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Panic over “symptomatuc refief” for throat problems

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A report published in the national press in January suggests that panic is spreading through theatreland because of a shortage of Sanderson’s Throat Specific Mixture, a product that has been popular with actors, singers and other performers for a century and a half.

According to Amazon and dozens of other websites, the Sanderson’s concoction provides “symptomatuc refief” (sic) for sore throats, hoarseness, loss of voice and catarrh. Even respected pharmacy companies such as Weldricks refer to “symptomatuc refief” rather than “symptomatic relief”.

Sanderson’s Throat Specific Mixture was devised 150 years ago by GC Sanderson, a Manchester pharmacist who built up a business he called Theatrical & Dispensing Chemists. His throat product became popular with music hall stars such as Dame Nellie Melba and has maintained a reputation among thespians and vocalists ever since, including the distinguished tenor Plácido Domingo.

Apparently, a hacking cough has recently been sweeping the entertainment world, creating a soaring demand for Sanderson’s — just as one of its key ingredients has developed supply problems. More than 60,000 bottles are on order and the product’s current manufacturer, Infohealth, is struggling to bring new supplies to market. Dwindling stocks have led to a black market, and 200ml bottles that normally sell for around £4 are reportedly changing hands online for up to ten times the list price.

The current supply problem derives from a shortage of quassia wood, even though the Sanderson’s formulation contains just a tiny 0.0078ml of quassia liquid extract in each 5ml dose. Quassia has long been used as a bitter tonic. It supposedly has antibacterial and antifungal properties, although clinical trials have failed to prove its efficacy.

The main ingredient of Sanderson’s is acetic acid (the basic element of vinegar), at a concentration of 37.5mg in 5ml (0.75% w/v). At this strength, acetic acid is mildly antiseptic, with broad spectrum activity against streptococci, staphylococci, pseudomonas, enterococci, etc.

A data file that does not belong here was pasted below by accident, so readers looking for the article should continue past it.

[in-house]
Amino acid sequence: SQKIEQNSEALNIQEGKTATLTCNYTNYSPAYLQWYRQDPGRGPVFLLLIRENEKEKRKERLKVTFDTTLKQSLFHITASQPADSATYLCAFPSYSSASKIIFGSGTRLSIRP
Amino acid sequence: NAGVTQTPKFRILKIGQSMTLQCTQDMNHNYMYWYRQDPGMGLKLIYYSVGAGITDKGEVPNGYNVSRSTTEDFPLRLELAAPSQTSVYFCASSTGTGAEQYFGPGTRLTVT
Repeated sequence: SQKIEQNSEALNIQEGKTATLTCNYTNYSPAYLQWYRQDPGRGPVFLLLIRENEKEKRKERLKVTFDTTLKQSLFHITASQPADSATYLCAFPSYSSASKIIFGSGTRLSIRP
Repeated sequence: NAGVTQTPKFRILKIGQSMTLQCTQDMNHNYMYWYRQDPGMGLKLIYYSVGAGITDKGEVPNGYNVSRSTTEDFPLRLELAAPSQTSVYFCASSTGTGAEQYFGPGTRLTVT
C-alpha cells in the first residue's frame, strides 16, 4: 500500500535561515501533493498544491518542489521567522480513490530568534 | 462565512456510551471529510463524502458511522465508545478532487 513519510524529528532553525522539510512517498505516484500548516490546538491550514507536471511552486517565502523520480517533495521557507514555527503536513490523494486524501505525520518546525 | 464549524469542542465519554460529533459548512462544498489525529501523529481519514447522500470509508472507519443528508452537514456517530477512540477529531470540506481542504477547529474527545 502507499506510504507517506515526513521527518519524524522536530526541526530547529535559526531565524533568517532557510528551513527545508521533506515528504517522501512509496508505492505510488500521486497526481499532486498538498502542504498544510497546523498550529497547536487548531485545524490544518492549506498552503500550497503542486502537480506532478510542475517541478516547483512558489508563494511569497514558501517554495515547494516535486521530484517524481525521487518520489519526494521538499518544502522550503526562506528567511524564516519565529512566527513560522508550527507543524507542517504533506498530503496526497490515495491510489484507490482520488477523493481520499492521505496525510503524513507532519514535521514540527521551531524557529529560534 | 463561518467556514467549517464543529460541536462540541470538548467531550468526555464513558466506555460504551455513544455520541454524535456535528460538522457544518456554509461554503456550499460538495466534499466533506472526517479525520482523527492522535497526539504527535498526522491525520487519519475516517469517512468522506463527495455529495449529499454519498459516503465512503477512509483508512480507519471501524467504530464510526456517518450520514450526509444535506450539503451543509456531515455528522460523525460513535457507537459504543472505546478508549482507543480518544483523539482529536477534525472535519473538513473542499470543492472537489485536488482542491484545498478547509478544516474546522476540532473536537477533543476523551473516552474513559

Another Sanderson’s component is capsicum, with 5ml of the mixture containing 0.025ml of capsicum tincture. Capsicum has long been used in gargles for throat irritation or infection, although it seems that it has never been evaluated comprehensively for effectiveness or safety.

Other ingredients include liquid extract of squill, with 0.025ml in each 5ml dose. Squill has an extremely bitter taste. It has for centuries been used as an expectorant, despite possible adverse cardiovascular activity. Another use is as a rat poison.

Although aimed mainly at theatrical performers, Sanderson’s Throat Specific Mixture has attracted a reputation beyond the world of entertainment — at least in Mr Sanderson’s Manchester, where I was raised. When I developed a sore throat as a young child my father persuaded me to gargle with the concoction. Decades later, I am still traumatised by the experience, which involved a burning sensation in my throat followed by extremely unpleasant bitter and sour tastes. I was so scarred by the incident that, as a youngster, I never again admitted to having a sore throat.

But if I had trained as an actor or singer rather than a pharmacist, perhaps I, too, would now be panicking about the product’s current supply problems.

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